Billed as an example of "the recent flowering of Icelandic music," this Scottish release may not satisfy in that respect. Composer Haflidi Hallgrímsson, who has spent much of his musical career in the U.K. and specifically most of his compositional career in Scotland, has rejected identification as an Icelandic composer, saying "I don't consider myself as Icelandic but primarily as a human being." He does allow that he is "a northerner I suppose, a northern European even, but to be nationalistic goes against the grain completely." These chamber pieces certainly aren't nationalistic, a term whose applicability to Icelandic music is obscure in any case. But what's intriguing about them is that they resist classification with any geographic trend or transnational idea. Hallgrímsson's style is entirely his own, which is all the more impressive in that he is working here with the most traditional of instrumental forces. The opening Notes from a Diary, for viola and piano, Op. 33, give a good taste of Hallgrímsson's idiom, which you might call episodic if you had to sum it up in a single word. These 15 short pieces are indeed like diary entries: each one defines a "topic" with quite rigorous musical parameters (such as a collection of pitches, whose interrelationships may be anywhere from totally atonal to near tonal) and then plunges into action. A lot happens in each one, as if an engrossing story is being told. The rhythms tend to be free, but the larger arc is never lost. Hallgrímsson's style is distinctive enough that it remains recognizable through the other two works on the program, which each in its own way engages with durable models: the Seven Epigrams for violin and cello, Op. 23, bear dedications to Russian poets and composers, and draw especially on the gloomy, dramatic mood of Shostakovich, while the Metamorphoses for piano trio, Op. 16, the earliest of the pieces here is an homage of a sort to Richard Strauss' work of the same name. Throughout, the fertility of Hallgrímsson's imagination holds the listener's attention, and he seems to bend special sounds (such as occasional extended techniques) to his expressive aims. Highly recommended for those who enjoy chamber music in contemporary idioms.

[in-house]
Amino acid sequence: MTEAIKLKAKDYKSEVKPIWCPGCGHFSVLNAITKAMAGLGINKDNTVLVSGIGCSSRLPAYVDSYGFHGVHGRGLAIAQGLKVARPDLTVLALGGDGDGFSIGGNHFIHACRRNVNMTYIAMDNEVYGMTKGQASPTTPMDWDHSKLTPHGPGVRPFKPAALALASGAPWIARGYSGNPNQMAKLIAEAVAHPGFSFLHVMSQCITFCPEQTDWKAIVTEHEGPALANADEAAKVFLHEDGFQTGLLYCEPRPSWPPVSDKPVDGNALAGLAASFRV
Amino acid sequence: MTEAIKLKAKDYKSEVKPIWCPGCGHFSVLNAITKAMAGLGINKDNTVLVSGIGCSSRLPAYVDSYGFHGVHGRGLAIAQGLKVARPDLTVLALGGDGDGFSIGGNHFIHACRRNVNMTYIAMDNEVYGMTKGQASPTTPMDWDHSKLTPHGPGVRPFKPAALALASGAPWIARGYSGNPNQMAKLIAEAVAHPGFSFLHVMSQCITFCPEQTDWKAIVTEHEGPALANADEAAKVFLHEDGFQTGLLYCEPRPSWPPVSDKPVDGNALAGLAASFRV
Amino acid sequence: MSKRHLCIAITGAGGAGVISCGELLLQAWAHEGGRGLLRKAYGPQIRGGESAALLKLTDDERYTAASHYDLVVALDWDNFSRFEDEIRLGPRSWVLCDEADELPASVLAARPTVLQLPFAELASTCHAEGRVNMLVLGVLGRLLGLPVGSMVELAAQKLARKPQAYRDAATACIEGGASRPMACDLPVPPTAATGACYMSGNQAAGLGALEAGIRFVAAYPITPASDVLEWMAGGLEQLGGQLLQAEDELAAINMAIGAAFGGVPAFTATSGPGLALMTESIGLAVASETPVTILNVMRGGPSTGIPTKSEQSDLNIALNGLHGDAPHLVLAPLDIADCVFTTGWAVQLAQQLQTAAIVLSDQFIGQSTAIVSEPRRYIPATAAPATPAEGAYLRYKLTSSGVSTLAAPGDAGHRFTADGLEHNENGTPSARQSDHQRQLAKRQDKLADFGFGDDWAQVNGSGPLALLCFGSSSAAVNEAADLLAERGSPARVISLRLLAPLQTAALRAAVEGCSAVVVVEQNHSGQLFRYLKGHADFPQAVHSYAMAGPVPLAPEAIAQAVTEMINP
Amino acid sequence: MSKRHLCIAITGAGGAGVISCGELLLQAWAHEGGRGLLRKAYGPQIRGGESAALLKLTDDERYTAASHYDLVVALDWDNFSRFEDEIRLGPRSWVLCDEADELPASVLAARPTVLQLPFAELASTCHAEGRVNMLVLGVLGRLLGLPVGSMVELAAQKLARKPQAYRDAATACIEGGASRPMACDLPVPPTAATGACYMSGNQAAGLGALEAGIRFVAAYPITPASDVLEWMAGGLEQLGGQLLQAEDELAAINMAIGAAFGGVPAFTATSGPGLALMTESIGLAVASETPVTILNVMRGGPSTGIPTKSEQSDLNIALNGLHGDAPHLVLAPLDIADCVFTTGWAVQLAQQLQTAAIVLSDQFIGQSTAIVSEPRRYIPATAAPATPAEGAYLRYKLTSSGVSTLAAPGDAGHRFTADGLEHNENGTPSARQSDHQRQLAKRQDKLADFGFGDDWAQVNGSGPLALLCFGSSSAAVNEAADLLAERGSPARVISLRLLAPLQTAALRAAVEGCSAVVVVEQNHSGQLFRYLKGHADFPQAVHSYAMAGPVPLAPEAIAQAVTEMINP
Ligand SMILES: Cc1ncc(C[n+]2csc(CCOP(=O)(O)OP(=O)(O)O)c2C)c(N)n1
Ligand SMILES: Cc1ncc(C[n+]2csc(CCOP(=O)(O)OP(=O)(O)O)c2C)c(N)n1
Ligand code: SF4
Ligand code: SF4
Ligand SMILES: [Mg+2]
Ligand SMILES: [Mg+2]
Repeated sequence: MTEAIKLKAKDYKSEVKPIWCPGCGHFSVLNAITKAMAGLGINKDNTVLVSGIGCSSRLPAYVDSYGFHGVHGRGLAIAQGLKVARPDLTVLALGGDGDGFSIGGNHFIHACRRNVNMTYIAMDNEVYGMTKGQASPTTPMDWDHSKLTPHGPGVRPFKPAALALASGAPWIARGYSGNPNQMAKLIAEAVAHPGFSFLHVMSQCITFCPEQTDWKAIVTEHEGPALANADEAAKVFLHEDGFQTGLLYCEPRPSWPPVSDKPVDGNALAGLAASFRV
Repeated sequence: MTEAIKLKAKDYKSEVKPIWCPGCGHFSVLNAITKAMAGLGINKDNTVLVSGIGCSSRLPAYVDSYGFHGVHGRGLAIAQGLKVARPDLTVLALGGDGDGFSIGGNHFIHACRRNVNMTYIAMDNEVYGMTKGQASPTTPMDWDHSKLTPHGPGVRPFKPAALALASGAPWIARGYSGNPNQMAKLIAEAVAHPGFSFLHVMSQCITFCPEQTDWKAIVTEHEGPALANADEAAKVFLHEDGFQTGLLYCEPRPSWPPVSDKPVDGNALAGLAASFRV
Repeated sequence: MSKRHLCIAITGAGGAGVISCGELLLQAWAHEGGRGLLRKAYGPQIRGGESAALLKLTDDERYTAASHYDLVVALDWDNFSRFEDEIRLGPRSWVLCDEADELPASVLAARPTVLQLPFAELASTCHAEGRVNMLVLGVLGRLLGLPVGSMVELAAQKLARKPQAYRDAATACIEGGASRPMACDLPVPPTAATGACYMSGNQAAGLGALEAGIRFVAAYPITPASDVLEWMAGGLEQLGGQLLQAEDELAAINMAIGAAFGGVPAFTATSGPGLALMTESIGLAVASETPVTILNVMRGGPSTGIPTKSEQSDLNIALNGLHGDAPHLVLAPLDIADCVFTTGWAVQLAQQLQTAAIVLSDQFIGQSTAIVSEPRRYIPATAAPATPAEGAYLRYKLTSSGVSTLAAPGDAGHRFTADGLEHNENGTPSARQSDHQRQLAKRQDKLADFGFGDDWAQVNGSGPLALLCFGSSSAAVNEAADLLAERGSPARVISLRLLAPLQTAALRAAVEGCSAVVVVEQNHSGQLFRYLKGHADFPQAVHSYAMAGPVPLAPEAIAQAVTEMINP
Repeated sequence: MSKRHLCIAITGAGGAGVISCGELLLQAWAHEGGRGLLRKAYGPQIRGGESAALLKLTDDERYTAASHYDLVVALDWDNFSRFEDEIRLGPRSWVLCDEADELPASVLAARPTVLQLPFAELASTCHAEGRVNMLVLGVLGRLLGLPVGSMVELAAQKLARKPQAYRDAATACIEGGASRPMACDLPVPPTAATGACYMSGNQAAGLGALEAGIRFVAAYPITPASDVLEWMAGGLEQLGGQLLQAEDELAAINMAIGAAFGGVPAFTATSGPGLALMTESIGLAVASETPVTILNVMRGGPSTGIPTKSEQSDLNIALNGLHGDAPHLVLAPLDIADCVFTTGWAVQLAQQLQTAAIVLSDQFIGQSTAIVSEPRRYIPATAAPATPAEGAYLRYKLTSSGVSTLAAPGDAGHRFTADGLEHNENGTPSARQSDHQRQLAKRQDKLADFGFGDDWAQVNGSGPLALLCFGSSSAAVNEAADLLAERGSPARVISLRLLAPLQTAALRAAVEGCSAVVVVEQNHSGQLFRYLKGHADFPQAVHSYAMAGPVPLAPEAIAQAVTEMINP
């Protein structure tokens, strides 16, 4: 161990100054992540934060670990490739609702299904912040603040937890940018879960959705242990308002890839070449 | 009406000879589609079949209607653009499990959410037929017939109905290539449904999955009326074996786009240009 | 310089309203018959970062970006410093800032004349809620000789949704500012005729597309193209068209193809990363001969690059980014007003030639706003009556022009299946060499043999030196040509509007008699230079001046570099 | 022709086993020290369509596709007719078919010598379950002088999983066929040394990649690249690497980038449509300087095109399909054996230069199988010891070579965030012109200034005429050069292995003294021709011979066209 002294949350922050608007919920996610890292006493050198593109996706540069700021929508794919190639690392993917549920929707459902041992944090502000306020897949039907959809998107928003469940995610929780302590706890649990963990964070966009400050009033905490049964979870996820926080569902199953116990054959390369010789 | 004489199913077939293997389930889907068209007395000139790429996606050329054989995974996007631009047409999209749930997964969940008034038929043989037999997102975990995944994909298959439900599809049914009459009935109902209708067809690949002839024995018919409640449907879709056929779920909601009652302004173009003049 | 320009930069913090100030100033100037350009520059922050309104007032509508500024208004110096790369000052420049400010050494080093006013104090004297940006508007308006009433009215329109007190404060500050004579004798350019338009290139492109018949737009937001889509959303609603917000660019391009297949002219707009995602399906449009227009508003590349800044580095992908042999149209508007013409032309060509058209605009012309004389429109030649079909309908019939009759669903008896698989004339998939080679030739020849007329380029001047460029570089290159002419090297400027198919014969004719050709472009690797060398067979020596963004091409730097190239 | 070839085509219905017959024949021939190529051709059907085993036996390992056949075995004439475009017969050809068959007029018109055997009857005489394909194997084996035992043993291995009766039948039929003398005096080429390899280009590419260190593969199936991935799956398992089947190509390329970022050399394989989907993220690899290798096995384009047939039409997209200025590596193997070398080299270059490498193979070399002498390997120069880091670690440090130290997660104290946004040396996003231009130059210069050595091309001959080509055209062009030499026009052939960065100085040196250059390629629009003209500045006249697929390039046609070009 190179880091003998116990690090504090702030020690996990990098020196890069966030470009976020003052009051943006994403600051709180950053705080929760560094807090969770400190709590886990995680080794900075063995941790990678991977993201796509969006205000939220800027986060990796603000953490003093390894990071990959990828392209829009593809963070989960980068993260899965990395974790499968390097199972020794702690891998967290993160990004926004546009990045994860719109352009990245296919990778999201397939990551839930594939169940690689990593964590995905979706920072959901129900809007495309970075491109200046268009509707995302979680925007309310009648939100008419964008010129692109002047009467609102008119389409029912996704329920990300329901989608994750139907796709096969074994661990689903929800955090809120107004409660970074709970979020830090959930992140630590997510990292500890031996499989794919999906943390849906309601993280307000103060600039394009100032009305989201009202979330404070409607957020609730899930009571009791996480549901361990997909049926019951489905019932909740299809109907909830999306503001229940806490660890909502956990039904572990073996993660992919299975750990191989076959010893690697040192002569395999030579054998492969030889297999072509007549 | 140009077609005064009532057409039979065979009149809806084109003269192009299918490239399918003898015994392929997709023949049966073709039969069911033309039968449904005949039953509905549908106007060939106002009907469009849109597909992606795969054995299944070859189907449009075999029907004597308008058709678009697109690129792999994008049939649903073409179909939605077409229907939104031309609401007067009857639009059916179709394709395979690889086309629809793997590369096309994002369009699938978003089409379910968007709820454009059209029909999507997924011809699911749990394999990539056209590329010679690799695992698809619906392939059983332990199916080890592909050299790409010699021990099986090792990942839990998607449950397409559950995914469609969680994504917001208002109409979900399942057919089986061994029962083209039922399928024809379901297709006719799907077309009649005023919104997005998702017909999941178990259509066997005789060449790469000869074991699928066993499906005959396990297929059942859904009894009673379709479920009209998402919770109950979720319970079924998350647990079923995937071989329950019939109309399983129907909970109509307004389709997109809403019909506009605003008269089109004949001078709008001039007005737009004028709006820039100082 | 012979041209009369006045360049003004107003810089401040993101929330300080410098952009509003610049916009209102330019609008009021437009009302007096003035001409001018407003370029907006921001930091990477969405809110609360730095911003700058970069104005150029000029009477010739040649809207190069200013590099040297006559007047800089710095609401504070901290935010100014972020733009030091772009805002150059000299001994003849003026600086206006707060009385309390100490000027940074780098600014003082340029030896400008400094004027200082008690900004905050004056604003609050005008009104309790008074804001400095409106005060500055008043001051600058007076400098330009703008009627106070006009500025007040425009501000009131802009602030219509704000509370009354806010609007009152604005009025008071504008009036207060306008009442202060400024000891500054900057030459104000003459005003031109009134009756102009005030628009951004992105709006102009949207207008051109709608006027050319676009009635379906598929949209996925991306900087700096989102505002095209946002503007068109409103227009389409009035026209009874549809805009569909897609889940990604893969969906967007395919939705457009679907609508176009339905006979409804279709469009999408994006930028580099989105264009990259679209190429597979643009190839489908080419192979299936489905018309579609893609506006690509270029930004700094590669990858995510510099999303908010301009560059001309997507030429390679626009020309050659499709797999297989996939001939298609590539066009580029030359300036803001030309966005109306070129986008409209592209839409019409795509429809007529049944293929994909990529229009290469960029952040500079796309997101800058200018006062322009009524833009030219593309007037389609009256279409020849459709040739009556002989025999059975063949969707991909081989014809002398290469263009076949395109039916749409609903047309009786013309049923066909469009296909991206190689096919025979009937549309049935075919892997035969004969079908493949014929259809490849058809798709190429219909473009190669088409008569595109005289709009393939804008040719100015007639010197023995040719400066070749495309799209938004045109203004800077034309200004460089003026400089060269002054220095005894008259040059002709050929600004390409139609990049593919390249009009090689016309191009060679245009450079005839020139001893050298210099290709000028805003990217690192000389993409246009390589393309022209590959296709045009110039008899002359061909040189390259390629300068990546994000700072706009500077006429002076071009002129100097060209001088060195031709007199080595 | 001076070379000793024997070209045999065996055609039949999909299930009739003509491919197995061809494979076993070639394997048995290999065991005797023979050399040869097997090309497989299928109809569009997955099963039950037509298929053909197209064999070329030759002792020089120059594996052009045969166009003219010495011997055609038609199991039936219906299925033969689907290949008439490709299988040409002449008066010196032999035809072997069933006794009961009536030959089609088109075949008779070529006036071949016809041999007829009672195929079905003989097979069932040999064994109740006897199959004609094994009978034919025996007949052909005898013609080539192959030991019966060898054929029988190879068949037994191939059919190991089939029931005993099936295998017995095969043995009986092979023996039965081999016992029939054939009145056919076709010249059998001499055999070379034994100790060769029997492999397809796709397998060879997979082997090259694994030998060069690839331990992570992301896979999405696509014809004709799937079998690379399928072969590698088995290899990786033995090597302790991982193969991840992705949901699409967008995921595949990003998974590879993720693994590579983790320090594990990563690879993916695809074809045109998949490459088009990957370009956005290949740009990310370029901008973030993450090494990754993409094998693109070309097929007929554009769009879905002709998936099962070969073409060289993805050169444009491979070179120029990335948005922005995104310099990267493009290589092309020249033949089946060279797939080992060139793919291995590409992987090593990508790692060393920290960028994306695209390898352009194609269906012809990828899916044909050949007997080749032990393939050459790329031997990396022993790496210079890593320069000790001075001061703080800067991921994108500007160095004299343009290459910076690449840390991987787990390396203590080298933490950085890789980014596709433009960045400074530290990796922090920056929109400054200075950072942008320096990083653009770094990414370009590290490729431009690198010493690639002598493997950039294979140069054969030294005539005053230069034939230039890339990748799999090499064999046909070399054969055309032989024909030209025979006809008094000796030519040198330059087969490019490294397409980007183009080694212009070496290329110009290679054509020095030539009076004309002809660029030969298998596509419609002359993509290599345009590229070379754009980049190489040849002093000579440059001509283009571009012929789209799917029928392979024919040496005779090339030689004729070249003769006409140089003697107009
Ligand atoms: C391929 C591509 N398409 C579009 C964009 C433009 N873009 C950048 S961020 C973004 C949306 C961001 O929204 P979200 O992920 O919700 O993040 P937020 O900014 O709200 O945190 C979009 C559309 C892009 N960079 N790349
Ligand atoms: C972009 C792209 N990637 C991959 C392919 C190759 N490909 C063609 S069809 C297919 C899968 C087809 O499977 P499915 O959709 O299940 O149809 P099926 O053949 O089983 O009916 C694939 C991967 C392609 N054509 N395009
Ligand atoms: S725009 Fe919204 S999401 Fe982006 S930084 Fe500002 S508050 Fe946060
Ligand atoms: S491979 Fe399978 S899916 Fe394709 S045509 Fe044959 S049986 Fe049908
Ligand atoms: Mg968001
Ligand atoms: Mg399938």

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AllMusic Review by James Manheim
|Notes from a Diary, for viola & piano, Op. 33|
|Seven Epigrams, for violin & cello, Op. 23|